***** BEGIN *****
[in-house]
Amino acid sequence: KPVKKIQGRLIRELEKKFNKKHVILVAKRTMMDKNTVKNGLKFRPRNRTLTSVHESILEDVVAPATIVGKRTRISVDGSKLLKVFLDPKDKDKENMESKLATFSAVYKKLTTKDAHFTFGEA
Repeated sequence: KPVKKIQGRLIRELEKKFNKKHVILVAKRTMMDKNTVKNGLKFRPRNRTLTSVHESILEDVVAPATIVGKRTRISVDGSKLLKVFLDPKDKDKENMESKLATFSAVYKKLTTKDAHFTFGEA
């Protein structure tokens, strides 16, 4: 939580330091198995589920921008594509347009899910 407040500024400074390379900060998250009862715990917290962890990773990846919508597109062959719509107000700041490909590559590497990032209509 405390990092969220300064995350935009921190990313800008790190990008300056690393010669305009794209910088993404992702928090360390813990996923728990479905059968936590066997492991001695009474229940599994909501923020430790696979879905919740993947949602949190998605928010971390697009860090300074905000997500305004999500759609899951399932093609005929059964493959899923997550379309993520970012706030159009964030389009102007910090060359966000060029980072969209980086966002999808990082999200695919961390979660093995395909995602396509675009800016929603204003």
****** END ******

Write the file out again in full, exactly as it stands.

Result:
[in-house]
Amino acid sequence: KPVKKIQGRLIRELEKKFNKKHVILVAKRTMMDKNTVKNGLKFRPRNRTLTSVHESILEDVVAPATIVGKRTRISVDGSKLLKVFLDPKDKDKENMESKLATFSAVYKKLTTKDAHFTFGEA
Repeated sequence: KPVKKIQGRLIRELEKKFNKKHVILVAKRTMMDKNTVKNGLKFRPRNRTLTSVHESILEDVVAPATIVGKRTRISVDGSKLLKVFLDPKDKDKENMESKLATFSAVYKKLTTKDAHFTFGEA
């Protein structure tokens, strides 16, 4: 939580330091198995589920921008594509347009899910 407040500024400074390379900060998250009862715990917290962890990773990846919508597109062959719509107000700041490909590559590497990032209509 405390990092969220300064995350935009921190990313800008790190990008300056690393010669305009794209910088993404992702928090360390813990996923728990479905059968936590066997492991001695009474229940599994909501923020430790696979879905919740993947949602949190998605928010971390697009860090300074905000997500305004999500759609899951399932093609005929059964493959899923997550379309993520970012706030159009964030389009102007910090060359966000060029980072969209980086966002999808990082999200695919961390979660093995395909995602396509675009800016929603204003």